a tough one

A Mom Wants To Know If She Should Allow Her Teen Daughter To Diet

"My husband is telling me that I should allow her to do what she wants."

A mom want to know if she should allow her daughter to diet even though she isn't overweight or unhe...

If you’re a woman who grew up in the 80s or 90s, there’s a pretty big chance that you’ve spent at least some of your life dieting — including your teenaged years. There was so much social pressure, so much fat-shaming, and so much bad information that led many of us to try trendy, unhealthy, and even disordered ways to lose pounds or look a certain way. Today, we have a better idea of what’s healthy and what’s not — and we better know that diet culture sucks. But that doesn’t mean that our girls feel any less pressure to lose weight. Or any less trouble loving their body.

So, what happens when your teenaged daughter wants to diet, but you’ve been there and done that and know how harmful it is? Do you let her do her thing and find out herself, or do you put your foot down? One mom is in the thick of it with her 15-year-old girl. And she went to Reddit for help: Is she an a**hole for telling her daughter that dieting is off-limits?

“I (44F) have a (15F) daughter named Marie,” she begins. “Marie has lately been complaining about her weight and has asked me if she can go on a low calorie diet. I told her that I don’t think it’s healthy for a girl her age to diet, and that she’s beautiful the way she is. She’s been pouting ever since and has made comments like ‘You’re just trying to keep me fat like you!’ and has left me wondering if I’m the a**hole”

The poster goes on to explain that she keeps a house of whole and wholesome food, though dinner sometimes cater to the less refined tastebuds of Marie’s two younger siblings.

“We have healthy options available in the house, lots of fruits and vegetables are available,” she says. “However, I will admit these aren’t always the main part of a meal. She has two younger siblings who are notoriously picky eaters and have some sensory issues, so we cook what they’ll eat. But we always have fruits and vegetables available as a side, and we cook at home. Marie is angry with me because I’m not allowing her to go low carb and low calorie, and my husband is telling me that I should allow her to do what she wants.”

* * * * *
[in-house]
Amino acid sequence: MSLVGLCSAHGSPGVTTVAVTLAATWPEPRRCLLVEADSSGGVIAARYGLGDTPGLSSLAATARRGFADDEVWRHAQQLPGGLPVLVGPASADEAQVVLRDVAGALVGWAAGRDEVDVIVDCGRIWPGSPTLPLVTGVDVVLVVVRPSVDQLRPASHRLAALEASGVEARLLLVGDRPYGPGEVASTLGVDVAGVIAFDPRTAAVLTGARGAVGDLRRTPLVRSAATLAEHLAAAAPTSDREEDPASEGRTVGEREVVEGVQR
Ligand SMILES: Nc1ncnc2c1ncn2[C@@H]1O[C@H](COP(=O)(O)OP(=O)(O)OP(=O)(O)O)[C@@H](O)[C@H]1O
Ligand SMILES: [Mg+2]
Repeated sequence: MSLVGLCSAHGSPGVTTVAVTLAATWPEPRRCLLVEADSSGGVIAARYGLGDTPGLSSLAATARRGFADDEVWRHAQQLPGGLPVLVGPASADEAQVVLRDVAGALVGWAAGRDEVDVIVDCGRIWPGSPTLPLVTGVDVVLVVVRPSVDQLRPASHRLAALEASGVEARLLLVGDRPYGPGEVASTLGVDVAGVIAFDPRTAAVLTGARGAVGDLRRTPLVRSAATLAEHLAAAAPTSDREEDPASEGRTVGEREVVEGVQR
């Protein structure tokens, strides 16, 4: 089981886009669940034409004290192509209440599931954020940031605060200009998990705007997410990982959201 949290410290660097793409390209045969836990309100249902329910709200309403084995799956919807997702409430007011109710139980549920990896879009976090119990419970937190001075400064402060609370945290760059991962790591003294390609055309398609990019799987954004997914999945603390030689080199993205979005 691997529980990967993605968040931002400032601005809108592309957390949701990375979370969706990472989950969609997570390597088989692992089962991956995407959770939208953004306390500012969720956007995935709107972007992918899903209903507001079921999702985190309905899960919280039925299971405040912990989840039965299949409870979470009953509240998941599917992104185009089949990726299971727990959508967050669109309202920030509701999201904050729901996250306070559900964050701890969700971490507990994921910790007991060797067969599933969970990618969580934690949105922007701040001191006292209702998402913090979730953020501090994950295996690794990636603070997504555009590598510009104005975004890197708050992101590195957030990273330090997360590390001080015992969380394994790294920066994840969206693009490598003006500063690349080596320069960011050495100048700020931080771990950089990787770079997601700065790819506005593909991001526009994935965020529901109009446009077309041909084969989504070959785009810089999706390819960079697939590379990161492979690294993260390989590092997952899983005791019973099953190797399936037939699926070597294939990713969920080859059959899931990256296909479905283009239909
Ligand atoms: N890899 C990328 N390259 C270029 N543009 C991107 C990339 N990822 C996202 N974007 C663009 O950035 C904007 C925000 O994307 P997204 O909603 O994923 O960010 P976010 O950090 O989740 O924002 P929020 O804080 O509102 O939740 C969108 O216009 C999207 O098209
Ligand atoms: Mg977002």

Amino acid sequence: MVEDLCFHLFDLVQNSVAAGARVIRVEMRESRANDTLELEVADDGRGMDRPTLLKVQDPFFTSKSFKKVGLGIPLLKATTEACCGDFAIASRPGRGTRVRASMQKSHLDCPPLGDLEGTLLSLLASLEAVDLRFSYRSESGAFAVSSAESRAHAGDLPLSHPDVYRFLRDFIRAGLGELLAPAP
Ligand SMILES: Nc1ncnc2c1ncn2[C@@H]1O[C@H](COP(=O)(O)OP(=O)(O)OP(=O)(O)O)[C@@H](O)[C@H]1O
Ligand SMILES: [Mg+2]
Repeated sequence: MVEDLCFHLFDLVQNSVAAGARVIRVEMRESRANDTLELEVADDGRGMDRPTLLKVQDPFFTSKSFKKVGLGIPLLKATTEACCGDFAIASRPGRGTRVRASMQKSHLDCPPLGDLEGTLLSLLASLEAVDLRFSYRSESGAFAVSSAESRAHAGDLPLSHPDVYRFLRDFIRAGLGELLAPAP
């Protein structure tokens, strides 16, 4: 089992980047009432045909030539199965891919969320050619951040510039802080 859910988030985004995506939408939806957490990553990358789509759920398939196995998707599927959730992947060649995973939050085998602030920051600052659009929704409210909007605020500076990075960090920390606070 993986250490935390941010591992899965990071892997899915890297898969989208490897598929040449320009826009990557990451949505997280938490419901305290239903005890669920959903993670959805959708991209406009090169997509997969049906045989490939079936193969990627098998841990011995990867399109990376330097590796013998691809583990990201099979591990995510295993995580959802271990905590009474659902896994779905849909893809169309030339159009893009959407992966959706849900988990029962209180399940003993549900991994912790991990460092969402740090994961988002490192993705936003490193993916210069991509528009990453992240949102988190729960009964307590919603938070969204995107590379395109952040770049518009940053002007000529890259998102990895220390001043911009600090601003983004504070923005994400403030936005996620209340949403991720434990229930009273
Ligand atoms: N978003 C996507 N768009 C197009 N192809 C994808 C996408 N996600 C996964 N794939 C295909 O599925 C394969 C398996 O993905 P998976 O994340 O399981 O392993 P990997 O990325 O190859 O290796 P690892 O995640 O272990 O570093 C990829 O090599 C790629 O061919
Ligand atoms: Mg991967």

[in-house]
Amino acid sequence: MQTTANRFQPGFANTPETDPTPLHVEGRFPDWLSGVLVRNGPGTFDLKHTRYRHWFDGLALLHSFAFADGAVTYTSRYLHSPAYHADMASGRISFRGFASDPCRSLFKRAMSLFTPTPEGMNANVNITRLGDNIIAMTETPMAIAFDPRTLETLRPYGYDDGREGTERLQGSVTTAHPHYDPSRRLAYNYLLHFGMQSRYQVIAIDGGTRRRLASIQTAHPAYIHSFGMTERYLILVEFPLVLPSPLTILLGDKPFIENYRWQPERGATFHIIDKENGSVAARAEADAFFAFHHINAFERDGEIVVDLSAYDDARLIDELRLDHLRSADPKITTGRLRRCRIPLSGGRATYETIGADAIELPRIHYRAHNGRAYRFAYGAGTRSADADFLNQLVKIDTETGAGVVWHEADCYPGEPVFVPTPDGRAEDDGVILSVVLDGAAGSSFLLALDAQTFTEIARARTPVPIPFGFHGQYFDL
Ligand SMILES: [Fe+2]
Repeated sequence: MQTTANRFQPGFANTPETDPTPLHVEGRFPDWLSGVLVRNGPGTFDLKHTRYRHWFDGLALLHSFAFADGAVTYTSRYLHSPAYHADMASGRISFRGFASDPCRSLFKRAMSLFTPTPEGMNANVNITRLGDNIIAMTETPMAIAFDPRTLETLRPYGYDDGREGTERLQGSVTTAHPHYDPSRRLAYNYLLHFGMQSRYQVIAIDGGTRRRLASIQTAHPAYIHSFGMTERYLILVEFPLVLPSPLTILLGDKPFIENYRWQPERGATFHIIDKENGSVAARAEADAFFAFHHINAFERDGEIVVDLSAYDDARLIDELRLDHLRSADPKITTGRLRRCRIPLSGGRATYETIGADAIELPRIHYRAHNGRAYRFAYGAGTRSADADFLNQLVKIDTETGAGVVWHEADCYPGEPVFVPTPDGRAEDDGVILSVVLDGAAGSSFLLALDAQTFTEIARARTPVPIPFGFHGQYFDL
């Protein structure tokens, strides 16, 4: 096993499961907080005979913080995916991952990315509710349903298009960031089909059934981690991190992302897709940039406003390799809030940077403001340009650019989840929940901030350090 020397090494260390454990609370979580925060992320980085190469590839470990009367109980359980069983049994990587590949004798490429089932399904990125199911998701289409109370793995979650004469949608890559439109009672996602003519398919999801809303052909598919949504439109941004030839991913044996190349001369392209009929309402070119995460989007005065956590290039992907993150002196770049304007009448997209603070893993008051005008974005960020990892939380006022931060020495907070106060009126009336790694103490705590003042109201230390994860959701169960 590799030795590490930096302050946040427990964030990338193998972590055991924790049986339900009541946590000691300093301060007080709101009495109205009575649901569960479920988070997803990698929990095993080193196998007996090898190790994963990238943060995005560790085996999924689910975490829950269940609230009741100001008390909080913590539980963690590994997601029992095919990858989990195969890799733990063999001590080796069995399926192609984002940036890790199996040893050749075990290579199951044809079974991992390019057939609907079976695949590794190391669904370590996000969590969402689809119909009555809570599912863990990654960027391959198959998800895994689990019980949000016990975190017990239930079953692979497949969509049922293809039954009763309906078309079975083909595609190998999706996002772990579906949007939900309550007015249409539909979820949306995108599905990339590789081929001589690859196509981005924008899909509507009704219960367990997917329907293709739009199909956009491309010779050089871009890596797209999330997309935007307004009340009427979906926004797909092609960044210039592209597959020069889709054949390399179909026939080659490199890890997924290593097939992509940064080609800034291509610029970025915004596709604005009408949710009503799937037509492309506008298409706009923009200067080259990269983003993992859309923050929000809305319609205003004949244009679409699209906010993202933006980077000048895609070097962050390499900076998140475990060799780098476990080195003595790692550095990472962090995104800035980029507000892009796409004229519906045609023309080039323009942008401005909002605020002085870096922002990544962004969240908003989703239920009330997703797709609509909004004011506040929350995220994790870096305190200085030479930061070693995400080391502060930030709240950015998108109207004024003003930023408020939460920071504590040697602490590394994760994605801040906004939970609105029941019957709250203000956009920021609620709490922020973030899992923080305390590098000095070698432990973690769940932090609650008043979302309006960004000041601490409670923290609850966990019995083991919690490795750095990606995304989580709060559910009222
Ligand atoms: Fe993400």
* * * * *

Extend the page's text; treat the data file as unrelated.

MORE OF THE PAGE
The poster adds that her daughter is a pretty normal height and weight — 5’4 and 150 pounds — and that she’s taken her kid to the doctor, who says she’s normal and healthy. She also plays multiple sports and is physically active. She wants to eat less than 1,200 calories per day to lose weight.

Down in the comments, commenters generally declared that one was being a jerk in this scenario.

“She sounds like she has a healthy weight, and she is playing sports,” one person wrote. “1200 calories are WAY too little for a teenager still growing. Going to school and doing sports means she needs a lot of fuel, she is clearly on the verge of body dysmorphophobia — take her to a therapist and maybe a nutritionist? But if she is already in the clutches of a budging eating disorder she might not listen to them.”

Several people who had struggled with eating disorders as a teen spoke up. They warned that her daughter might need professional help, too. And that ignoring the issue and just telling her not to diet might not be a great solution.

“I have a daughter that developed anorexia nervosa , spent a month in the hospital, and two months in a residential facility. This is how it starts,” one person wrote. “Wanting to eat healthier or trying to lose weight. NTA and your instincts are good. Find a registered dietitian and a good therapist.”

“For me it started with ‘I want to be healthier’ aka ‘my life is so stressful so I will calculate all the calories, vitamins, and minerals that enters my body so that I can be in contro-healthy’,” another woman wrote. “I am lucky I noticed what it was doing to my mental health and stopped, but its so freaking easy to just continue under the argument of ‘its for health’. Especially when people are giving you compliments for being good and losing weight.”

“I have an ED and this lady is a bit delusional thinking that she can just say ‘but you're so beaaautiful!’ and magically make the thoughts go away,” another said. “She doesn't like her body, denying this reality will just make her more secretive and resentful of her mother.”

The final takeaway? Dealing with teens and body image is so, so hard. And it can be extremely difficult to know what to do when diet culture gets to your kid. Getting help from medical professionals and therapists can help — it can be impossible to shield your kids from all of the messages they get from the world about what they’re supposed to look like.